Has Wall Street hit bottom yet? Like that singularly annoying yet unforgettable Lipton TV ad, "Is it Soup Yet?" I keep asking myself, have we hit bottom yet? So it's a topic we can have fun debating in this space until the economy and stock market turn around, be it months or years from now.
This coming week isn't expected to be pretty, but then again, nothing ever goes quite as expected with an economy in meltdown mode. CNNMoney.com says investors will face a torrent of bad economic news this week, but have they already factored this into their strategies, and will Wall Street remain, as it usually is, six months ahead of the economy?
Here's a sampling of government and corporate earnings reports due out this week, also courtesy of CNNMoney.com:
Monday: The NY Empire State index, a regional manufacturing report, is expected to slump to negative 26 in November from negative 24.6 last month. Any negative reading shows weakness.
Tuesday: The Producer Price Index (PPI), a measure of wholesale inflation, is expected to have fallen 1.5% in October after falling 0.4% in the previous month. Core PPI, which strips out volatile food and energy prices, is expected to have risen 0.2% after rising 0.4% in the previous month.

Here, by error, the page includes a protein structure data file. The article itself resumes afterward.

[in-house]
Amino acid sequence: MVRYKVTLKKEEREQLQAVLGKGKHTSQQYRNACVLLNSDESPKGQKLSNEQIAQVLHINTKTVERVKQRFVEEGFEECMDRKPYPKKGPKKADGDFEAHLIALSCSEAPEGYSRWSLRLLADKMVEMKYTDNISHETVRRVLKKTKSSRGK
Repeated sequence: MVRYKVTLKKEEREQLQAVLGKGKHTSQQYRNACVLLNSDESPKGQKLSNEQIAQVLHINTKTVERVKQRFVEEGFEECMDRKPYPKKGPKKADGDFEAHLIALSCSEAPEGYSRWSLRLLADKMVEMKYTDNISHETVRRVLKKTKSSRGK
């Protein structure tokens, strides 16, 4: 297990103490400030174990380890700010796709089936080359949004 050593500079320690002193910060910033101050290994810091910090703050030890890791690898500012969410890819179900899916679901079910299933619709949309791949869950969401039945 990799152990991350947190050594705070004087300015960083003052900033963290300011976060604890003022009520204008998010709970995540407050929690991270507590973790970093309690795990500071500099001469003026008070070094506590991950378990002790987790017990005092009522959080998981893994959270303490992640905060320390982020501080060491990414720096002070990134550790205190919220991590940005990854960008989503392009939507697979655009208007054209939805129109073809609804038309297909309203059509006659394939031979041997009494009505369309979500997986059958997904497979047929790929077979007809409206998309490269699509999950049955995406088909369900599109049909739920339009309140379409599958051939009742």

Wednesday: The Consumer Price Index (CPI), a measure of consumer inflation, is expected to have fallen 0.8% versus a flat reading in September. October Core CPI, which excludes volatile food and energy prices, is expected to have risen 0.2% after edging up 0.1% in the previous month.
Housing starts are expected to have fallen to an annual rate of 780,000 in October from a 17-year low of 817,000 in September. Building permits are expected to have stumbled to an annual rate of 770,000 in October from a rate of 805,000 in October.
Wednesday also brings the release of the minutes from the last Federal Reserve policy meeting in October.
Thursday: The October index of leading economic indicators (LEI) is expected to have dropped 0.6% after rising 0.3% in September.
Also Thursday, the Philadelphia Fed index, a regional manufacturing report, is expected to have improved slightly to a reading of negative 30 in November from negative 37.5 in October.
A number of retailers report results this week, including rivals Lowe's and Home Depot. All forecasts are according to a consensus of analysts surveyed by Thomson Reuters.
Of course, with projected corporate earnings already expected to land somewhere between Antarctica and 500 feet below Earth's surface, if they even reach as high as 400 feet below ground, Wall Street will see bad news as good news. So strap in, as they say, and have your looking glass handy. If stocks boomerang irrationally, you'll understand why.
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By Bonnie Erbe